Commentary

Free Speech Loses Ground as Harvard Retracts Offers to Admitted Students

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Drew Gilpin Faust, Harvard’s president, told graduating seniors last month that the institution’s theory of education requires students to be "fearless in face of argument or challenge or even verbal insult."
June 13, 2017

Suppose you’re an incoming freshman at Harvard University, which in April reportedly rescinded admissions offers for  the fall term to 10 students who had posted racist and obscene memes over the internet. Will the controversy make you more or less likely to speak your mind when you get to campus?

I think we all know the answer. And that’s what troubles me about Harvard’s decision, which will fuel an already-tense atmosphere of censorship at colleges across the country.

Let’s get two things straight from the start. First, the memes were profoundly hateful. One associated sexual practices among Jews with the Holocaust, another linked Muslims to bestiality, a third made light of pedophilia, and a fourth used the term "piñata" in reference to suicide by Mexican-Americans.

Second, there is no constitutional issue here. The First Amendment bars the government — not private institutions — from restricting free speech. So Harvard has the legal right to retract admissions offers from the people who trafficked in these images. What’s more, Harvard, like many colleges, has a policy that acceptance may be withdrawn if the prospective student engages in, among other things, morally compromising behavior.

But that doesn’t mean it was right to rescind the offers. By rejecting the offending students, the university reinforced the idea that students shouldn’t offend one another. And that’s inimical to free exchange and expression, which Harvard claims to prize over everything else.

Offense is always in eyes of the beholder. I don't want a university administrator making that judgment for us. Do you?
Just last month, for example, President Drew Gilpin Faust devoted her commencement address to a ringing affirmation of free exchange and deliberation. "Our values and our theory of education rest on the assumption that members of our community will take the risk of speaking and will actively compete in our wild rumpus of argument and ideas," Faust declared. "It requires them as well to be fearless in face of argument or challenge or even verbal insult."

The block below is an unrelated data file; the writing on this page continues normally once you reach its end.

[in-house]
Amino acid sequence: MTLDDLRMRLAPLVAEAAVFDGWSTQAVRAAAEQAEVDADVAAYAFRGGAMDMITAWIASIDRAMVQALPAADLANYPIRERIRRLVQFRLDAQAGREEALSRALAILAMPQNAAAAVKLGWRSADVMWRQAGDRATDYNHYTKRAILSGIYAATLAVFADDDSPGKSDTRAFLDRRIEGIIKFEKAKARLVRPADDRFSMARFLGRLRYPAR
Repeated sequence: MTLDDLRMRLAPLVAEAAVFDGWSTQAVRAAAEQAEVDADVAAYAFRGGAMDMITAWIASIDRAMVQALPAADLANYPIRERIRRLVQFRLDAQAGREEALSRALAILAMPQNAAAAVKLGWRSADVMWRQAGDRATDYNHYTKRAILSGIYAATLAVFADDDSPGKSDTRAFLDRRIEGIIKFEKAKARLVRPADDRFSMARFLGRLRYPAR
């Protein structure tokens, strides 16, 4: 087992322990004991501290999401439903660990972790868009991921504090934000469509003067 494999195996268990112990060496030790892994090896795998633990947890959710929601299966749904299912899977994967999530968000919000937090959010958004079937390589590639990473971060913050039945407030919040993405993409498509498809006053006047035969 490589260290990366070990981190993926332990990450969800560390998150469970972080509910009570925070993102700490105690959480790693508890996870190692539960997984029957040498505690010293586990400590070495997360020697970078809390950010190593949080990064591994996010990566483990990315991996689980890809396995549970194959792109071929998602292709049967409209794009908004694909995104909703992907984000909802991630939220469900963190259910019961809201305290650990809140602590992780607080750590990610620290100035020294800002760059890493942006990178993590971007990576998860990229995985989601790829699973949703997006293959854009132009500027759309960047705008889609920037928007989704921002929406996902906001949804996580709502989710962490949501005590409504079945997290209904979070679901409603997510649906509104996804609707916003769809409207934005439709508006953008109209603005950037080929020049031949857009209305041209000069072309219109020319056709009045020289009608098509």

Yet the decision to turn away the 10 admitted students communicates exactly the opposite: Students should be afraid — very afraid — when confronted with controversial or offensive material, especially if it concerns the thorny question of diversity on campus. And instead of taking risks, they should keep their mouths shut.

Students hear that message, loud and clear. In a 2016 survey of over 3,000 undergraduates, more than half agreed that the climate on campus prevents some people from "saying things that might offend others."

More than two-thirds of the students seemed OK with that, favoring restrictions on racist and offensive speech. And it’s hard to blame them. Bewildered by the ever-mounting charges of "microaggression" and other forms of racial offense on campus, they want clear directives on what’s truly offensive and what isn’t. But who will determine that?

The students aren’t sure, of course, so they err on the side of caution. And the longer they’re on campus, the more cautious they become. In a 2010 study asking students whether it was "safe to hold unpopular positions on college campuses," 40 percent of freshmen "strongly" agreed, but just 30 percent of seniors strongly agreed, suggesting that college makes them warier than they were when they arrived.

Many people — possibly, most people — on campuses think that’s all right: If you’re harboring offensive ideas, you should be reluctant to express them. But they’re wrong, as Harvard’s own declarations remind us. Look again at President Faust’s commencement address, which encouraged "unfettered debate" even in the face of insults. We won’t get that if we’re always looking over our shoulders, wondering whom we are insulting.

That doesn’t mean we should turn a blind eye to racism and other forms of bigotry, of course. The memes that the admitted Harvard students circulated were vile beyond measure, and they deserved every piece of condemnation that they received.

But the students didn’t deserve to have their admission rescinded, which opens the door for all kinds of censorship in the future. Over the past few years, for example, some students opposing Israel have produced disgustingly anti-Semitic imagery: Stars of David dripping with blood, for example, or superimposed upon swastikas.

So if a Palestinian student was admitted to Harvard and was found to have circulated one of these images, would the same people who praised the university for turning away the 10 offending students also demand that the Palestinian’s admission be revoked? I doubt it. Offense is always in eyes of the beholder. I don’t want a university administrator making that judgment for us. Do you?

And when that administrator is also someone who claims to support free speech over everything else, we’ve entered the theater of the absurd. The best reply to bad speech is always more speech, not less. That’s a lesson we all have to learn, over and over again, until we know it by heart.

Jonathan Zimmerman teaches education and history at the University of Pennsylvania. He is the author, with Emily Robertson, of The Case for Contention: Teaching Controversial Issues in American Schools (2017, University of Chicago Press).